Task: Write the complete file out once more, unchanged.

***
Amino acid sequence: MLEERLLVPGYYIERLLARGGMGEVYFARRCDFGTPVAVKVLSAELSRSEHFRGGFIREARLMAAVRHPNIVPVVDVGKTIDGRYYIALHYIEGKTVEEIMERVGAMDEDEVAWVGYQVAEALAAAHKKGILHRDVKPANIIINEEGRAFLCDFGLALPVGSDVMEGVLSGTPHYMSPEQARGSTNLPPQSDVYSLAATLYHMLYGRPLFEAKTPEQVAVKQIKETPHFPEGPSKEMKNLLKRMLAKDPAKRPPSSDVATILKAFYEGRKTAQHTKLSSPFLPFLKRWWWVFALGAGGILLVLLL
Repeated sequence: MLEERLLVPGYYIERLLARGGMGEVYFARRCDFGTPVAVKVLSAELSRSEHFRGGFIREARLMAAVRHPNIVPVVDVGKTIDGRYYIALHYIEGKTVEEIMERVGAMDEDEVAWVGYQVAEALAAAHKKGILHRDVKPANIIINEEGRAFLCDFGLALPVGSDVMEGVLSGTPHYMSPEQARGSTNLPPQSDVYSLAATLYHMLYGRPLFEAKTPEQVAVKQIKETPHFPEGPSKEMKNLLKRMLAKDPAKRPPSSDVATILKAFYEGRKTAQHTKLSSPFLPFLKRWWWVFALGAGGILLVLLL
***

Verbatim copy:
Amino acid sequence: MLEERLLVPGYYIERLLARGGMGEVYFARRCDFGTPVAVKVLSAELSRSEHFRGGFIREARLMAAVRHPNIVPVVDVGKTIDGRYYIALHYIEGKTVEEIMERVGAMDEDEVAWVGYQVAEALAAAHKKGILHRDVKPANIIINEEGRAFLCDFGLALPVGSDVMEGVLSGTPHYMSPEQARGSTNLPPQSDVYSLAATLYHMLYGRPLFEAKTPEQVAVKQIKETPHFPEGPSKEMKNLLKRMLAKDPAKRPPSSDVATILKAFYEGRKTAQHTKLSSPFLPFLKRWWWVFALGAGGILLVLLL
Repeated sequence: MLEERLLVPGYYIERLLARGGMGEVYFARRCDFGTPVAVKVLSAELSRSEHFRGGFIREARLMAAVRHPNIVPVVDVGKTIDGRYYIALHYIEGKTVEEIMERVGAMDEDEVAWVGYQVAEALAAAHKKGILHRDVKPANIIINEEGRAFLCDFGLALPVGSDVMEGVLSGTPHYMSPEQARGSTNLPPQSDVYSLAATLYHMLYGRPLFEAKTPEQVAVKQIKETPHFPEGPSKEMKNLLKRMLAKDPAKRPPSSDVATILKAFYEGRKTAQHTKLSSPFLPFLKRWWWVFALGAGGILLVLLL